Ally Shoring Is Strengthening Ties Between the U.S. and Mexico09.30.21
Ally shoring, as defined by the U.S.-Mexico Foundation, is “the process by which countries rework critical supply chains and source essential materials, goods, and services among and between trusted democratic partners and allies, with a focus on investing in the short- and long-term relationships that protect and enhance joint economic and national security.”
This term and strategy has recently emerged in the manufacturing industry with the goal of motivating U.S. companies to work solely with trade allies in an attempt to reconfigure and stabilize supply chains. The Covid-19 pandemic resulted in economic shutdowns with supply chains held at a standstill or severely delayed. It became clear how over-reliance on any one country served as a challenge, particularly when that country was on the other side of the world.
Previously, U.S. manufacturers have viewed China as its go-to supply chain due to the low cost of production. This advantage has changed over the years with Chinese labor rates increasing and Mexico’s industrial workforce remaining steady at equal or lower competitive costs. In addition to finding a cost-effective solution closer to home, manufacturers also seek a strategy with higher flexibility and less risk involved. For the U.S., ally shoring to Mexico fulfills the needs of what companies are trending toward today.
In addition to its cost-effective labor rates, the U.S. and Mexico are trade allies bonded by the USMCA. It makes logistical and strategic sense to see the shift of more manufacturing companies taking advantage of the benefits nearshoring to Mexico delivers.
Historically Favorable Trade Relations Across All Sectors
The trade partnership between the U.S. and Mexico has held strong for the past several decades and across multiple industrial sectors. Mexico is the sixth largest global passenger vehicle manufacturer, with 88 percent of vehicles produced in Mexico exported to the U.S. With regards to the aerospace sector, Mexico has grown from 100 manufacturing firms in 2004 to 368 by mid-2020, with an estimated 48 percent of foreign direct investment in 2019. Additionally, Mexico is positioning itself as a high-quality software developer to the aerospace, manufacturing, and finance industries with 38 IT clusters throughout the country.
This is a sampling of how the U.S.-Mexico partnership has positively affected trade and the respective local economies. By capitalizing on the infrastructure and trade relations already in place, plus the implementation of the USCMA and the focus on ally shoring, the number of U.S. manufacturers expanding their operations or setting up new facilities in Mexico is only expected to rise.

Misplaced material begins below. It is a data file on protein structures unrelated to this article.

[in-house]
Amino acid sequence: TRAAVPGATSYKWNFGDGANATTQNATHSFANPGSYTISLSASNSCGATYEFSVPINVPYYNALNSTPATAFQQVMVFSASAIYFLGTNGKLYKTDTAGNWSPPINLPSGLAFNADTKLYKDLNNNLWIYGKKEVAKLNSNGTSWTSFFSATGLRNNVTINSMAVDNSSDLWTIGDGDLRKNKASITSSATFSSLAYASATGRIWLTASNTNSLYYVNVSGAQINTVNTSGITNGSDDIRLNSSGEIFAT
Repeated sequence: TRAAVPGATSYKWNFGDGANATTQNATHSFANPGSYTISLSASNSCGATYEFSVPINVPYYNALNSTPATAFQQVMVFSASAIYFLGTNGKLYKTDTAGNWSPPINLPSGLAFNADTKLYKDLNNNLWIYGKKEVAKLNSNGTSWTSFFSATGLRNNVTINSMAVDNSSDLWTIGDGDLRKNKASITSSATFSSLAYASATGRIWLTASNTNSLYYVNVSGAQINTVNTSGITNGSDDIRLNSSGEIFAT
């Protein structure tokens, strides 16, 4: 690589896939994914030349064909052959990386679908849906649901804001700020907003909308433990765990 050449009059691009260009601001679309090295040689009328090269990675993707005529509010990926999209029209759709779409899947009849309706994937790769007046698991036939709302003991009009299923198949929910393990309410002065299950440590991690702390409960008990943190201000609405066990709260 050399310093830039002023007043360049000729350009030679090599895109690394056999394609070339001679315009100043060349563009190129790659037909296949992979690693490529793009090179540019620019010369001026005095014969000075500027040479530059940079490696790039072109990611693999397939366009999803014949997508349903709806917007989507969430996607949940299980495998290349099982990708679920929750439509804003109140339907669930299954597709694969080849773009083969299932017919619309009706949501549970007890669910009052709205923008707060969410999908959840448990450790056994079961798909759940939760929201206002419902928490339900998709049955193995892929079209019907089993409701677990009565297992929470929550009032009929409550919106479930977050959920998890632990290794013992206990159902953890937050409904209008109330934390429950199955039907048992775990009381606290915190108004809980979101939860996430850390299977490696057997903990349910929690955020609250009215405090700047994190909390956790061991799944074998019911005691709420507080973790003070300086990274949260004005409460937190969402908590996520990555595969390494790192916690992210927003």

Benefits of Ally Shoring Between the U.S. and Mexico
In support of ally shoring, one of the main advantages of nearshoring to Mexico is it reduces the dependence on Asian supply chains and makes companies less vulnerable to trade risks, such as retaliatory tariffs and disruptions to the supply chain. With joint production in place between the U.S. and Mexico, ally shoring also fosters creation of industrial-focused jobs in both countries and a way to get new technology and products to market faster and at a more cost-effective rate.
Receiving products of high quality, at a lower cost, with quick delivery are the key factors every business wants to provide their consumers. U.S. manufacturing companies can benefit from the close proximity to the U.S./Mexico border, especially when compared to production in China. Close proximity equals faster delivery and lower costs. This then results in better market satisfaction and more room for customization demands.
Another benefit ally shoring brings to the table is the unique advantage of working with a shelter operation. Shelter operations in Mexico allow foreign manufacturers to get up and running with their production in a timely manner, usually within three to four months.
Furthermore, companies that choose nearshoring to Mexico limit their liability and exposure when partnering with a shelter because they do not have to establish their own entity. A shelter company takes care of all administrative responsibilities, including but not limited to site selection, hiring HR, tax, legal, and customs personnel, and acquiring all the necessary permits and certifications to be in compliance to operate in Mexico.
Lastly, the implementation of the USCMA has only strengthened the advancement of ally shoring due to the specific provisions that incentivize original content production within North America, as well as stronger intellectual property protection.
Ally shoring is mutually beneficial for the U.S. and Mexico and has become a central focus in the manufacturing industry today. Due to the contentious relationship between the U.S. and China first brought on by trade conflict and then heightened by the pandemic, the allyship between the U.S. and Mexico will only continue to grow.
Learn more about how ally shoring can benefit your company, and how a shelter services solution can save you time and money when nearshoring to Mexico. Contact IVEMSA today.